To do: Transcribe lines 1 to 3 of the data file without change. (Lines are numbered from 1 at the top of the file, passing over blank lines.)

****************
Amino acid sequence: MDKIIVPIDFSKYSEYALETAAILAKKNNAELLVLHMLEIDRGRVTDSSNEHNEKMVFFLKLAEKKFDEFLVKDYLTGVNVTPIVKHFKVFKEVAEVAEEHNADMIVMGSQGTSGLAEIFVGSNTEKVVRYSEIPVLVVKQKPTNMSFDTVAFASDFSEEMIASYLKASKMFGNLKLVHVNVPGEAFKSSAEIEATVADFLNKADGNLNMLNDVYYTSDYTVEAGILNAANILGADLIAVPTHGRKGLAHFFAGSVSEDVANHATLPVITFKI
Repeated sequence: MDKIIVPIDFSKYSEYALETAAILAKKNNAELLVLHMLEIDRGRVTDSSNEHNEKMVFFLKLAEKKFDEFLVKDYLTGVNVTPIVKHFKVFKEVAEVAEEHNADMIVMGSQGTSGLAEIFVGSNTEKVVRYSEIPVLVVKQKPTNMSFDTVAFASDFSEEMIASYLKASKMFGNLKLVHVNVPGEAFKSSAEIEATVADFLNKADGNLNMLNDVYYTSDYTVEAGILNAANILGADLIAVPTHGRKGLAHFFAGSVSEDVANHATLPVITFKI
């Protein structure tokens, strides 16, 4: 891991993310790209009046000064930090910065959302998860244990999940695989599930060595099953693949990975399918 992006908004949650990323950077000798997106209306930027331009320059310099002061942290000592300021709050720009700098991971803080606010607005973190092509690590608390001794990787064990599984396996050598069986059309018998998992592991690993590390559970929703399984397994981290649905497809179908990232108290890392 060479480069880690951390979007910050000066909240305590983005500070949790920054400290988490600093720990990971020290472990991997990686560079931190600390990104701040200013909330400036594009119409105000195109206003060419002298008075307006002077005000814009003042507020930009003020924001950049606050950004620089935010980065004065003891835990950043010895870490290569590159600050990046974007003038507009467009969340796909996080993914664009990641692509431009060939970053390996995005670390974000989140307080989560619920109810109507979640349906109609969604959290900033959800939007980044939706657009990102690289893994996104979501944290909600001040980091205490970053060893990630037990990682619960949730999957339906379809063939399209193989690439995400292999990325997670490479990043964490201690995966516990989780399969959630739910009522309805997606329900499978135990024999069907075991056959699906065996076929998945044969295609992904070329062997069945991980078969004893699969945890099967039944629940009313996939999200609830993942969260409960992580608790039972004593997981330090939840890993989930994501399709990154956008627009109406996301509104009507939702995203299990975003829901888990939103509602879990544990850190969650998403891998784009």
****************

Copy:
Amino acid sequence: MDKIIVPIDFSKYSEYALETAAILAKKNNAELLVLHMLEIDRGRVTDSSNEHNEKMVFFLKLAEKKFDEFLVKDYLTGVNVTPIVKHFKVFKEVAEVAEEHNADMIVMGSQGTSGLAEIFVGSNTEKVVRYSEIPVLVVKQKPTNMSFDTVAFASDFSEEMIASYLKASKMFGNLKLVHVNVPGEAFKSSAEIEATVADFLNKADGNLNMLNDVYYTSDYTVEAGILNAANILGADLIAVPTHGRKGLAHFFAGSVSEDVANHATLPVITFKI
Repeated sequence: MDKIIVPIDFSKYSEYALETAAILAKKNNAELLVLHMLEIDRGRVTDSSNEHNEKMVFFLKLAEKKFDEFLVKDYLTGVNVTPIVKHFKVFKEVAEVAEEHNADMIVMGSQGTSGLAEIFVGSNTEKVVRYSEIPVLVVKQKPTNMSFDTVAFASDFSEEMIASYLKASKMFGNLKLVHVNVPGEAFKSSAEIEATVADFLNKADGNLNMLNDVYYTSDYTVEAGILNAANILGADLIAVPTHGRKGLAHFFAGSVSEDVANHATLPVITFKI
């Protein structure tokens, strides 16, 4: 891991993310790209009046000064930090910065959302998860244990999940695989599930060595099953693949990975399918 992006908004949650990323950077000798997106209306930027331009320059310099002061942290000592300021709050720009700098991971803080606010607005973190092509690590608390001794990787064990599984396996050598069986059309018998998992592991690993590390559970929703399984397994981290649905497809179908990232108290890392 060479480069880690951390979007910050000066909240305590983005500070949790920054400290988490600093720990990971020290472990991997990686560079931190600390990104701040200013909330400036594009119409105000195109206003060419002298008075307006002077005000814009003042507020930009003020924001950049606050950004620089935010980065004065003891835990950043010895870490290569590159600050990046974007003038507009467009969340796909996080993914664009990641692509431009060939970053390996995005670390974000989140307080989560619920109810109507979640349906109609969604959290900033959800939007980044939706657009990102690289893994996104979501944290909600001040980091205490970053060893990630037990990682619960949730999957339906379809063939399209193989690439995400292999990325997670490479990043964490201690995966516990989780399969959630739910009522309805997606329900499978135990024999069907075991056959699906065996076929998945044969295609992904070329062997069945991980078969004893699969945890099967039944629940009313996939999200609830993942969260409960992580608790039972004593997981330090939840890993989930994501399709990154956008627009109406996301509104009507939702995203299990975003829901888990939103509602879990544990850190969650998403891998784009």